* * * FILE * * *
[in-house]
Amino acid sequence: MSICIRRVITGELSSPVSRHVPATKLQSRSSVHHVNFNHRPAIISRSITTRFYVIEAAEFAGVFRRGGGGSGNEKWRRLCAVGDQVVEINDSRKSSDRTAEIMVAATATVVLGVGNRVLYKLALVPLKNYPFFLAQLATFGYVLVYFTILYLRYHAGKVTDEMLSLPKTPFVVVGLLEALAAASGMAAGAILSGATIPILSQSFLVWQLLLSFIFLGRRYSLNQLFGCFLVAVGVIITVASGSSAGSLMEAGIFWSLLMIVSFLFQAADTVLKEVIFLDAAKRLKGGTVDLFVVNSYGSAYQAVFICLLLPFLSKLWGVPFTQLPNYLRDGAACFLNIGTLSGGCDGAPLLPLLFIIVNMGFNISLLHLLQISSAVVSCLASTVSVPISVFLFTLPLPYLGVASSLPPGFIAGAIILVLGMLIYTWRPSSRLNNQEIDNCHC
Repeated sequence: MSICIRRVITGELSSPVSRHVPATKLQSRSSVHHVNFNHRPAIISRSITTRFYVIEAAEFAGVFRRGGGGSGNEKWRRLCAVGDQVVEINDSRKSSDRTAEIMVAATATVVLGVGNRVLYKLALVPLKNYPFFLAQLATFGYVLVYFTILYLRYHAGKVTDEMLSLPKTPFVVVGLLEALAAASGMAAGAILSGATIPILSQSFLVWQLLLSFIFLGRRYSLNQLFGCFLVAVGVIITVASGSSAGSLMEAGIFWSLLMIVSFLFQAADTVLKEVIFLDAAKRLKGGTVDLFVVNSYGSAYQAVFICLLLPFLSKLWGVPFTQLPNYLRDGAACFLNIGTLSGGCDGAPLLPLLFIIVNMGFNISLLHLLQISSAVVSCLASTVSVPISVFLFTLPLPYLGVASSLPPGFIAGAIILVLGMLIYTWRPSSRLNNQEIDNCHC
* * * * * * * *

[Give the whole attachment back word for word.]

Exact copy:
[in-house]
Amino acid sequence: MSICIRRVITGELSSPVSRHVPATKLQSRSSVHHVNFNHRPAIISRSITTRFYVIEAAEFAGVFRRGGGGSGNEKWRRLCAVGDQVVEINDSRKSSDRTAEIMVAATATVVLGVGNRVLYKLALVPLKNYPFFLAQLATFGYVLVYFTILYLRYHAGKVTDEMLSLPKTPFVVVGLLEALAAASGMAAGAILSGATIPILSQSFLVWQLLLSFIFLGRRYSLNQLFGCFLVAVGVIITVASGSSAGSLMEAGIFWSLLMIVSFLFQAADTVLKEVIFLDAAKRLKGGTVDLFVVNSYGSAYQAVFICLLLPFLSKLWGVPFTQLPNYLRDGAACFLNIGTLSGGCDGAPLLPLLFIIVNMGFNISLLHLLQISSAVVSCLASTVSVPISVFLFTLPLPYLGVASSLPPGFIAGAIILVLGMLIYTWRPSSRLNNQEIDNCHC
Repeated sequence: MSICIRRVITGELSSPVSRHVPATKLQSRSSVHHVNFNHRPAIISRSITTRFYVIEAAEFAGVFRRGGGGSGNEKWRRLCAVGDQVVEINDSRKSSDRTAEIMVAATATVVLGVGNRVLYKLALVPLKNYPFFLAQLATFGYVLVYFTILYLRYHAGKVTDEMLSLPKTPFVVVGLLEALAAASGMAAGAILSGATIPILSQSFLVWQLLLSFIFLGRRYSLNQLFGCFLVAVGVIITVASGSSAGSLMEAGIFWSLLMIVSFLFQAADTVLKEVIFLDAAKRLKGGTVDLFVVNSYGSAYQAVFICLLLPFLSKLWGVPFTQLPNYLRDGAACFLNIGTLSGGCDGAPLLPLLFIIVNMGFNISLLHLLQISSAVVSCLASTVSVPISVFLFTLPLPYLGVASSLPPGFIAGAIILVLGMLIYTWRPSSRLNNQEIDNCHC